A police officer arrived and instructed the defendants to remove themselves from the entrance of the building.   When they refused to move, local officials had to obtain a “jaws of life” device to cut the chains and bicycle locks.   It took local officials approximately four hours to physically remove the defendants.


This appeal involves questions of law that we review de novo.  O'Reilly v. Ceuleers, 912 F.2d 1383, 1385 (11th Cir.1990).


(1) Whether this court should reconsider its ruling in Cheffer v. Reno, 55 F.3d 1517 (11th Cir.1995), and hold that the Access Act violated the First and Tenth Amendments to the United States Constitution.

(2) Whether the potential penalties under the Access Act were sufficiently severe to warrant a jury trial in this case.


 The defendants' arguments in support of the first issue are foreclosed by our decision in Cheffer v. Reno, in which we held that the Access Act survived constitutional challenge under both the First and Tenth Amendments.   Notwithstanding the defendants' request that we reconsider Cheffer, one panel of our court cannot unilaterally reverse circuit precedent.   See Vernon v. FDIC, 981 F.2d 1230, 1233 n. 6 (11th Cir.1993);  Ballbe v. INS, 886 F.2d 306, 310-11 (11th Cir.1989), cert. denied, 495 U.S. 929, 110 S.Ct. 2166, 109 L.Ed.2d 496 (1990).   Accordingly, we affirm the district court's disposition of this issue.

 Concerning the second issue, the defendants argue that they had a constitutional right to a jury trial under Article III and the Sixth Amendment to the United States Constitution.   The defendants were each charged with an offense involving “exclusively a nonviolent physical obstruction.”   18 U.S.C. § 248(b).   Since it was the defendants' first violation of the Access Act, the offense was punishable by a maximum term of imprisonment of six months and a maximum fine of $10,000.  Id.  As an alternative to imprisonment, the district court could have sentenced the defendants to a five-year term of probation.  18 U.S.C. § 3561(a) & (c);  18 U.S.C. § 3559(a).   In our view, these maximum penalties are not sufficiently severe to entitle the defendants to a jury trial.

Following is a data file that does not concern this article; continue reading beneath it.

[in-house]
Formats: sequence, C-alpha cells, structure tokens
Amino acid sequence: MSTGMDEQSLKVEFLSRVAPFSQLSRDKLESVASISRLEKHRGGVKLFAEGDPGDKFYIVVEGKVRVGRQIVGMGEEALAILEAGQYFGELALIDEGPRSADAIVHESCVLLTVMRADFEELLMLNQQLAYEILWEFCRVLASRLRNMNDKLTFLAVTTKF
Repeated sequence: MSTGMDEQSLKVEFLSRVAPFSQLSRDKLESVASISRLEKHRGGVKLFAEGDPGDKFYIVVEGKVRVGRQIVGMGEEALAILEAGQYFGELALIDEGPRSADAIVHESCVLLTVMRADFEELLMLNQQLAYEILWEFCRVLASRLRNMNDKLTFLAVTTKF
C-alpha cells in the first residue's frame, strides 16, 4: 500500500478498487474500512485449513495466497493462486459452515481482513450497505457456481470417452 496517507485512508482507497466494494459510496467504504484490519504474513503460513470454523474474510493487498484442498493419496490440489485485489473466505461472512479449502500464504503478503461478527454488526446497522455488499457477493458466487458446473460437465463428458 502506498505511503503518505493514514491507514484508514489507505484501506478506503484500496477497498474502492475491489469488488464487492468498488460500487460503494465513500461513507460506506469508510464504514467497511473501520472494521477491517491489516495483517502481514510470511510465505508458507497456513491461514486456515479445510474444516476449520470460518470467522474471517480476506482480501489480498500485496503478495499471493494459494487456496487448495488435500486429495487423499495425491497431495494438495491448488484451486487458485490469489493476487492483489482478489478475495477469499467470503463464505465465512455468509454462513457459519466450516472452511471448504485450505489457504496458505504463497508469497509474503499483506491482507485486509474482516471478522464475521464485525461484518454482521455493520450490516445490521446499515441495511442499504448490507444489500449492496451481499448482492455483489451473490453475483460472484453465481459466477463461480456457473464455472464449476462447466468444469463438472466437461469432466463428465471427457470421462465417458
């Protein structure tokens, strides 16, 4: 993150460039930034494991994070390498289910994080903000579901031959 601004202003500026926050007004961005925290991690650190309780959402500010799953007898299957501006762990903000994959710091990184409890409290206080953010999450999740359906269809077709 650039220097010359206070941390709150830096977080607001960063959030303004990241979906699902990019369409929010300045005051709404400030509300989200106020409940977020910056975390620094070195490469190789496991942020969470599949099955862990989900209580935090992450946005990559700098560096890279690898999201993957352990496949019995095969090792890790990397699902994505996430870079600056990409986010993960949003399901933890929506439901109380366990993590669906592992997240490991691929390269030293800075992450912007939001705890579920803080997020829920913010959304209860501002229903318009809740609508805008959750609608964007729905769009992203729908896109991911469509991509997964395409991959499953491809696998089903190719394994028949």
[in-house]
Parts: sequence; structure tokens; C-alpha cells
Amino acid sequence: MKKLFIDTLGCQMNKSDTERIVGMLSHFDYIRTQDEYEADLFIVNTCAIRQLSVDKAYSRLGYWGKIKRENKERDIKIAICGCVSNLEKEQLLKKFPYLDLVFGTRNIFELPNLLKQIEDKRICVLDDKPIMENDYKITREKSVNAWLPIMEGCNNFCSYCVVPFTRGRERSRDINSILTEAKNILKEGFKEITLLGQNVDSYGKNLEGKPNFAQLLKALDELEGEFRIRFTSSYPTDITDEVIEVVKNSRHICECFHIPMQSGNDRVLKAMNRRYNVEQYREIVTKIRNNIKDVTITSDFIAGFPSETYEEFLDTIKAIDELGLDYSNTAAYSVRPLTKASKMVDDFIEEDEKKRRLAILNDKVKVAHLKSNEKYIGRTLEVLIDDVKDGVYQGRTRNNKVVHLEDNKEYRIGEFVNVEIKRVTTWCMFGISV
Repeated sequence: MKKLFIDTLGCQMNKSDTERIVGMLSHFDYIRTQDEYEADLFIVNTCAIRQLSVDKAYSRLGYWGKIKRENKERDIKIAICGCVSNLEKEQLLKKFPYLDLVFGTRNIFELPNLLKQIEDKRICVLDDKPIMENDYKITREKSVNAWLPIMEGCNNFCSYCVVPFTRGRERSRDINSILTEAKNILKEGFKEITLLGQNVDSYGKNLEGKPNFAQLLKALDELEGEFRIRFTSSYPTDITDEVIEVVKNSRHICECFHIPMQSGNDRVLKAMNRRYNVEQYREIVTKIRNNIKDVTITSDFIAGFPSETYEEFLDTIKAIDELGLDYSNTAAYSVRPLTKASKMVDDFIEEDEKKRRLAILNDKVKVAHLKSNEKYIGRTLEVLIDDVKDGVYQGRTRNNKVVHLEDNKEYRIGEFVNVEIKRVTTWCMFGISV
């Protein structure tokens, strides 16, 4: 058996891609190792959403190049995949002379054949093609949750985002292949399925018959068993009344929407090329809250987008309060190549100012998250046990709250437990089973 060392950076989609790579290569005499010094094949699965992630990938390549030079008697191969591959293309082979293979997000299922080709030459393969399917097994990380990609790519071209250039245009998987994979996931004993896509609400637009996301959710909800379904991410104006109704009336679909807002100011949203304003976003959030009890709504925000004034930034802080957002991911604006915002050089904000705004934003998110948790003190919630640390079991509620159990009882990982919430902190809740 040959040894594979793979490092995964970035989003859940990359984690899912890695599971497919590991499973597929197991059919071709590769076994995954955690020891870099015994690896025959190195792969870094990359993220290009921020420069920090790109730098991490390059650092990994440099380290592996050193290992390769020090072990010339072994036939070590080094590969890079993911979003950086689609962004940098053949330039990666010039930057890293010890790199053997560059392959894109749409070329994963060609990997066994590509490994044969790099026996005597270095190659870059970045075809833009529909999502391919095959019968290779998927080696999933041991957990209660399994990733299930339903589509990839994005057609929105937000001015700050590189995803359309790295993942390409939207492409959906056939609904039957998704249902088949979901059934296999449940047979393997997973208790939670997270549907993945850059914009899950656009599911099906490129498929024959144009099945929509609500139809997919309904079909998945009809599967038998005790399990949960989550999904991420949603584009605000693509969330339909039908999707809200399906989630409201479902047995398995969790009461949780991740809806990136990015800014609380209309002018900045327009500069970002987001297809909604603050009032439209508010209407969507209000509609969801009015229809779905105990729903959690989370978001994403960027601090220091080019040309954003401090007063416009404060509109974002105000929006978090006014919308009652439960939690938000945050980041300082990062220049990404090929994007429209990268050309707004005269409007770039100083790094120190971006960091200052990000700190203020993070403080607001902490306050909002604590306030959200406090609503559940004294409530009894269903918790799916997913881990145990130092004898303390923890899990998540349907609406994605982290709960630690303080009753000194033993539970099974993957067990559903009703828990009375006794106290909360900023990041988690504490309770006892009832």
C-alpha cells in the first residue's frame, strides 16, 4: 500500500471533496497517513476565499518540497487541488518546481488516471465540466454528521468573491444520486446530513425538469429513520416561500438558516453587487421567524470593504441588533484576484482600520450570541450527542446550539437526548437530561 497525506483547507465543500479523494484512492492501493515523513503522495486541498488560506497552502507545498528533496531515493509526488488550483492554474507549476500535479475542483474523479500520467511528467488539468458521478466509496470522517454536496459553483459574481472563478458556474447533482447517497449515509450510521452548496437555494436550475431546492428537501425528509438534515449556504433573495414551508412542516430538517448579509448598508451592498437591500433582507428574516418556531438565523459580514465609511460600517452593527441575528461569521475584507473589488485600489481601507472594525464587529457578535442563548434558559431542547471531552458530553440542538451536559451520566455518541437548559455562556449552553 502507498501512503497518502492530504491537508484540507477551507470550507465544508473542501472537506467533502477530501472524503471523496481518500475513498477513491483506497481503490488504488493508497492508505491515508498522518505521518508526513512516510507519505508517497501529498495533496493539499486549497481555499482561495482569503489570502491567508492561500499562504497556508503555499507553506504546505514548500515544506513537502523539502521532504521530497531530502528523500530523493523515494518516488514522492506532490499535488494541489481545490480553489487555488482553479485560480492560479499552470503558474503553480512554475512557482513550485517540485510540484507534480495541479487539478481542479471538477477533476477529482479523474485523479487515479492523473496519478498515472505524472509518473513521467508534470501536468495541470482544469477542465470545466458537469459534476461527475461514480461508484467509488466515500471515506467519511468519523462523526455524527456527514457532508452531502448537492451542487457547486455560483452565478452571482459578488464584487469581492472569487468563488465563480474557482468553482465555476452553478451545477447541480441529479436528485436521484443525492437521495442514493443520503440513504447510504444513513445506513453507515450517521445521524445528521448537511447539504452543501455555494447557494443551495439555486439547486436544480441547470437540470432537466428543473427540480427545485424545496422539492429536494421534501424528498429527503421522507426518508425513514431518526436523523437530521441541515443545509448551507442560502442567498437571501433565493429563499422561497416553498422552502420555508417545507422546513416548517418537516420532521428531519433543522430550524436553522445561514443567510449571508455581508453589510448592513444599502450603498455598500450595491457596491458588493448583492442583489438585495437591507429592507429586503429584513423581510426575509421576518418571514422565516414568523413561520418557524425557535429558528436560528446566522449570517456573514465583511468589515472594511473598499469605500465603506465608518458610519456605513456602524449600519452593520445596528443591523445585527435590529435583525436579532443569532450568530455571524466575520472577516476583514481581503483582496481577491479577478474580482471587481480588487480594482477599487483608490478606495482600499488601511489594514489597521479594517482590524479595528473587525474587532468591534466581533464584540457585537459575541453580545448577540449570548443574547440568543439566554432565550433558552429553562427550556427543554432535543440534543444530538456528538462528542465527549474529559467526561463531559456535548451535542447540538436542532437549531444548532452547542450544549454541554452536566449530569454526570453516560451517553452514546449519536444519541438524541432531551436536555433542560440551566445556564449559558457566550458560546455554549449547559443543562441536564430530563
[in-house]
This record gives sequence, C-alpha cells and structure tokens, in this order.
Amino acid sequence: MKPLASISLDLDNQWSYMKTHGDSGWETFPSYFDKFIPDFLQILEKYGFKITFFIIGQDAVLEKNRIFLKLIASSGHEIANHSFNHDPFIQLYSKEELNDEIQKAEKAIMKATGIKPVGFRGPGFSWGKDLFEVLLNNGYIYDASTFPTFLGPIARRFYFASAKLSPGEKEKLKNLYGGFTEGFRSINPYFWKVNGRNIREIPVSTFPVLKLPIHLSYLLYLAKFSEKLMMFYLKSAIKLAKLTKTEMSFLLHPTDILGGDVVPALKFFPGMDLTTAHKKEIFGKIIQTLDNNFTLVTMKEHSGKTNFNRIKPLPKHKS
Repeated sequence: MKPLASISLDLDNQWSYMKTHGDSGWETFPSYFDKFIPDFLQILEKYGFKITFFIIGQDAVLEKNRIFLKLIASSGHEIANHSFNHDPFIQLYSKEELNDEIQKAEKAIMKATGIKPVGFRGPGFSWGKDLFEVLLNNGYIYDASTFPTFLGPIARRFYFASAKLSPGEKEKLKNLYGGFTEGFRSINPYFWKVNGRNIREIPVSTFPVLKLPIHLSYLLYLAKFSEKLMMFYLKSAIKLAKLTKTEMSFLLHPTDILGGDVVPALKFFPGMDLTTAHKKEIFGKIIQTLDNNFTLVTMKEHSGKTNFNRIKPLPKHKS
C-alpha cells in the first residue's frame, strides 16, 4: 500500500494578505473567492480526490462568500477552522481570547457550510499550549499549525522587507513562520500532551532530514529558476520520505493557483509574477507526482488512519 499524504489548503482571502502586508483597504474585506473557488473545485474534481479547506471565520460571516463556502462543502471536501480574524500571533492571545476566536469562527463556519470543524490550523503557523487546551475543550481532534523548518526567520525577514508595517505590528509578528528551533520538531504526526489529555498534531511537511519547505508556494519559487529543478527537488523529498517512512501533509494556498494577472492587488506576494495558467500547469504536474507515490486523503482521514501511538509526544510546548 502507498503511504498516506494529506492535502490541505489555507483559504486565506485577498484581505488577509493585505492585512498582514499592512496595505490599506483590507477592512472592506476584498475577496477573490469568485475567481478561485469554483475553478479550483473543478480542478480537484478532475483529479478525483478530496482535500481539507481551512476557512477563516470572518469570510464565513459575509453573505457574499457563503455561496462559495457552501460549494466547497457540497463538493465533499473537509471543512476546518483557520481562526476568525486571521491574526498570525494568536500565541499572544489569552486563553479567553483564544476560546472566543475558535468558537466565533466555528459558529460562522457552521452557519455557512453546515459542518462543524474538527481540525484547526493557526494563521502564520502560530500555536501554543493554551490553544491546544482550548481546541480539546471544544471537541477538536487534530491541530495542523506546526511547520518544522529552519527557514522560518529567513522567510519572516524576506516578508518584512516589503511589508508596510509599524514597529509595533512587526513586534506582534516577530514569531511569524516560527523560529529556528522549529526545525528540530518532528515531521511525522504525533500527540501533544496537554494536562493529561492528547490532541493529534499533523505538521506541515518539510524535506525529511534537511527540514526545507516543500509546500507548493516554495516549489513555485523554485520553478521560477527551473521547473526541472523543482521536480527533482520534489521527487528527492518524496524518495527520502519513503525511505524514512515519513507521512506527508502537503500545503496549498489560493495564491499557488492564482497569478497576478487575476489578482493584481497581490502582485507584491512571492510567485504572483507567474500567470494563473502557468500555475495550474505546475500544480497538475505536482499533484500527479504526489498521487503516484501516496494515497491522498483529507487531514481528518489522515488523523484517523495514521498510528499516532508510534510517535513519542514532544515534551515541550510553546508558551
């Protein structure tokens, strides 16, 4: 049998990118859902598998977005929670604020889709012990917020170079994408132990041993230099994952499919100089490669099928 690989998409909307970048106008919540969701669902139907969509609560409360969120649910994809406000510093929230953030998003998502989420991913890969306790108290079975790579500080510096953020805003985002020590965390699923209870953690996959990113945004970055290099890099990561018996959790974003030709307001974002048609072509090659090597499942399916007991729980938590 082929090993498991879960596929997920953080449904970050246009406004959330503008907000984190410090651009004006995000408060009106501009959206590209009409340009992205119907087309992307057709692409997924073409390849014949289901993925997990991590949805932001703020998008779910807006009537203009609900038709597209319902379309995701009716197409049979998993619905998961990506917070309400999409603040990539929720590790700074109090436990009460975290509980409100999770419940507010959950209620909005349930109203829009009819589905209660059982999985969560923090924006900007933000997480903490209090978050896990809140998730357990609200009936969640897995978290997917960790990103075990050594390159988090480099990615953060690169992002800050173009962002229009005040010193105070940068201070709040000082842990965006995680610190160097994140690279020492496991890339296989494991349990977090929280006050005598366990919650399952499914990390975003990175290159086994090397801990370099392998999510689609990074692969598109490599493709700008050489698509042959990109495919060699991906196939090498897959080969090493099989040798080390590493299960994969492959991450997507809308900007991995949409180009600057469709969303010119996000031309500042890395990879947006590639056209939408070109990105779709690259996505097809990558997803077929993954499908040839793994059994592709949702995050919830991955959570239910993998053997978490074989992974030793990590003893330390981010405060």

In the recent case of United States v. Soderna, 82 F.3d 1370 (7th Cir.1996), the Seventh Circuit held:  (1) that defendants are not entitled to a jury trial when charged under the Access Act with a first offense of engaging in a non-violent physical obstruction of a clinic;  (2) that Congress had the authority under the Commerce Clause to enact the Access Act;  and (3) that the Access Act does not violate the First Amendment.1  Soderna is therefore directly on point with the issues presented in this appeal.   Moreover, in Lewis v. United States, 516 U.S. ----, 116 S.Ct. 2163, 135 L.Ed.2d 590 (1996), the Supreme Court recently reaffirmed (1) that a defendant charged with a “petty offense” has no Sixth Amendment right to a jury trial;  (2) that an offense is presumed to be “petty” if the maximum prison term authorized is no more than six months;  and (3) that courts should place primary emphasis on the maximum prison term authorized-rather than on other penalties, such as fines or probation-in determining whether Congress viewed the offense as serious.  516 U.S. at ---- - ----, 116 S.Ct. at 2166-68.   Although Lewis was not an Access Act case, its rationale and holding are certainly relevant to the jury issue in the present case.

Because we agree with the Seventh Circuit's holding in Soderna, we conclude that the defendants here were not entitled to a jury trial.   Accordingly, we affirm the judgments of conviction.



1.   But see United States v. Lucero, 895 F.Supp. 1419 (D.Kan.1995) (holding that defendants charged with first time nonviolent violations of the Access Act were entitled to trial by jury).

DUBINA, Circuit Judge: